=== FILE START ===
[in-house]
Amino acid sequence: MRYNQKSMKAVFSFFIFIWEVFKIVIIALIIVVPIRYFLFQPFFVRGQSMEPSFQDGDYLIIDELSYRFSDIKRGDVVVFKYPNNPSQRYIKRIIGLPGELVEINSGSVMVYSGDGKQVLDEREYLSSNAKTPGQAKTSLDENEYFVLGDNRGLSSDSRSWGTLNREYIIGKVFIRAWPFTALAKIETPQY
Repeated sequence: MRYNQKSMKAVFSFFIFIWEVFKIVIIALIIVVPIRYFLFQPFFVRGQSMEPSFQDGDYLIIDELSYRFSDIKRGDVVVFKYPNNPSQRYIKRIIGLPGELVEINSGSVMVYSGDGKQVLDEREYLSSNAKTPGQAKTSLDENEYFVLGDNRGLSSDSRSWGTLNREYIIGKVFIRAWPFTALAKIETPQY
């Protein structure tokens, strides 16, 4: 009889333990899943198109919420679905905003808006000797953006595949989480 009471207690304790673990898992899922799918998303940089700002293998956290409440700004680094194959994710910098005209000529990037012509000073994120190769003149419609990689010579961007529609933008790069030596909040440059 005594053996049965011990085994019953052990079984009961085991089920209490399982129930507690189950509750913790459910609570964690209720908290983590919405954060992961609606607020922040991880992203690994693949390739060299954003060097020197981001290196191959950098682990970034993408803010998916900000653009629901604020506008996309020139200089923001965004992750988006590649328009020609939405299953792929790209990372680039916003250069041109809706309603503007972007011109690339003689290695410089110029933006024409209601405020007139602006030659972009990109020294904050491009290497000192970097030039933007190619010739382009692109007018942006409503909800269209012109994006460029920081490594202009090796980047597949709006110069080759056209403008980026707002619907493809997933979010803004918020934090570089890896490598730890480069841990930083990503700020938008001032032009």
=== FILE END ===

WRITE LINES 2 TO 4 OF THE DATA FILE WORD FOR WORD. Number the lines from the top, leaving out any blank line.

Amino acid sequence: MRYNQKSMKAVFSFFIFIWEVFKIVIIALIIVVPIRYFLFQPFFVRGQSMEPSFQDGDYLIIDELSYRFSDIKRGDVVVFKYPNNPSQRYIKRIIGLPGELVEINSGSVMVYSGDGKQVLDEREYLSSNAKTPGQAKTSLDENEYFVLGDNRGLSSDSRSWGTLNREYIIGKVFIRAWPFTALAKIETPQY
Repeated sequence: MRYNQKSMKAVFSFFIFIWEVFKIVIIALIIVVPIRYFLFQPFFVRGQSMEPSFQDGDYLIIDELSYRFSDIKRGDVVVFKYPNNPSQRYIKRIIGLPGELVEINSGSVMVYSGDGKQVLDEREYLSSNAKTPGQAKTSLDENEYFVLGDNRGLSSDSRSWGTLNREYIIGKVFIRAWPFTALAKIETPQY
């Protein structure tokens, strides 16, 4: 009889333990899943198109919420679905905003808006000797953006595949989480 009471207690304790673990898992899922799918998303940089700002293998956290409440700004680094194959994710910098005209000529990037012509000073994120190769003149419609990689010579961007529609933008790069030596909040440059 005594053996049965011990085994019953052990079984009961085991089920209490399982129930507690189950509750913790459910609570964690209720908290983590919405954060992961609606607020922040991880992203690994693949390739060299954003060097020197981001290196191959950098682990970034993408803010998916900000653009629901604020506008996309020139200089923001965004992750988006590649328009020609939405299953792929790209990372680039916003250069041109809706309603503007972007011109690339003689290695410089110029933006024409209601405020007139602006030659972009990109020294904050491009290497000192970097030039933007190619010739382009692109007018942006409503909800269209012109994006460029920081490594202009090796980047597949709006110069080759056209403008980026707002619907493809997933979010803004918020934090570089890896490598730890480069841990930083990503700020938008001032032009």